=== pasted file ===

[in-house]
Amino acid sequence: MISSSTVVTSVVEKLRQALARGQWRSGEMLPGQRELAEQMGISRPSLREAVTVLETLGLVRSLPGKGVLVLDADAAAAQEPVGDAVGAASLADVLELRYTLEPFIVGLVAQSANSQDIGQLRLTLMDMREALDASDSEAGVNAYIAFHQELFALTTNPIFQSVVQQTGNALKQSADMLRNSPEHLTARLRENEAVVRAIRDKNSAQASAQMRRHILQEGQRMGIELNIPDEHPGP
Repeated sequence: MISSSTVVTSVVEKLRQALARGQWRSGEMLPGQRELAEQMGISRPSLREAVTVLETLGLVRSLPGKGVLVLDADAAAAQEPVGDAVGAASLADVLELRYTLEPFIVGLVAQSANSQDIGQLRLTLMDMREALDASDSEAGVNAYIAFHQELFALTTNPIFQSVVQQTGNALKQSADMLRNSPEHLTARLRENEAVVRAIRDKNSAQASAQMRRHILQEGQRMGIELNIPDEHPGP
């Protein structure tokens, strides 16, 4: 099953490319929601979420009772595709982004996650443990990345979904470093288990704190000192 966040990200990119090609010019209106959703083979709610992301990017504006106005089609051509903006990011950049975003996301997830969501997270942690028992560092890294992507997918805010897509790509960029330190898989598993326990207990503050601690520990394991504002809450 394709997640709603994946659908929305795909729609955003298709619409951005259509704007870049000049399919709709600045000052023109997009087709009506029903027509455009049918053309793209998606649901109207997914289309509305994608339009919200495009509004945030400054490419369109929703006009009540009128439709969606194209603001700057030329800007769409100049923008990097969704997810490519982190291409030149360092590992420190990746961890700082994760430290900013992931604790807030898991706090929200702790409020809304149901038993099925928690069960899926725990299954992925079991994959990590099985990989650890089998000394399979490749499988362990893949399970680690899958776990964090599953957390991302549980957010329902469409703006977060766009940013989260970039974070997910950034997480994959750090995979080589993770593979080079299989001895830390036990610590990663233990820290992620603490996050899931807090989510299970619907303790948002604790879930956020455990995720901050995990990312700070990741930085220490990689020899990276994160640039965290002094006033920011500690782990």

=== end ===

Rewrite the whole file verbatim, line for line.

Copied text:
[in-house]
Amino acid sequence: MISSSTVVTSVVEKLRQALARGQWRSGEMLPGQRELAEQMGISRPSLREAVTVLETLGLVRSLPGKGVLVLDADAAAAQEPVGDAVGAASLADVLELRYTLEPFIVGLVAQSANSQDIGQLRLTLMDMREALDASDSEAGVNAYIAFHQELFALTTNPIFQSVVQQTGNALKQSADMLRNSPEHLTARLRENEAVVRAIRDKNSAQASAQMRRHILQEGQRMGIELNIPDEHPGP
Repeated sequence: MISSSTVVTSVVEKLRQALARGQWRSGEMLPGQRELAEQMGISRPSLREAVTVLETLGLVRSLPGKGVLVLDADAAAAQEPVGDAVGAASLADVLELRYTLEPFIVGLVAQSANSQDIGQLRLTLMDMREALDASDSEAGVNAYIAFHQELFALTTNPIFQSVVQQTGNALKQSADMLRNSPEHLTARLRENEAVVRAIRDKNSAQASAQMRRHILQEGQRMGIELNIPDEHPGP
């Protein structure tokens, strides 16, 4: 099953490319929601979420009772595709982004996650443990990345979904470093288990704190000192 966040990200990119090609010019209106959703083979709610992301990017504006106005089609051509903006990011950049975003996301997830969501997270942690028992560092890294992507997918805010897509790509960029330190898989598993326990207990503050601690520990394991504002809450 394709997640709603994946659908929305795909729609955003298709619409951005259509704007870049000049399919709709600045000052023109997009087709009506029903027509455009049918053309793209998606649901109207997914289309509305994608339009919200495009509004945030400054490419369109929703006009009540009128439709969606194209603001700057030329800007769409100049923008990097969704997810490519982190291409030149360092590992420190990746961890700082994760430290900013992931604790807030898991706090929200702790409020809304149901038993099925928690069960899926725990299954992925079991994959990590099985990989650890089998000394399979490749499988362990893949399970680690899958776990964090599953957390991302549980957010329902469409703006977060766009940013989260970039974070997910950034997480994959750090995979080589993770593979080079299989001895830390036990610590990663233990820290992620603490996050899931807090989510299970619907303790948002604790879930956020455990995720901050995990990312700070990741930085220490990689020899990276994160640039965290002094006033920011500690782990």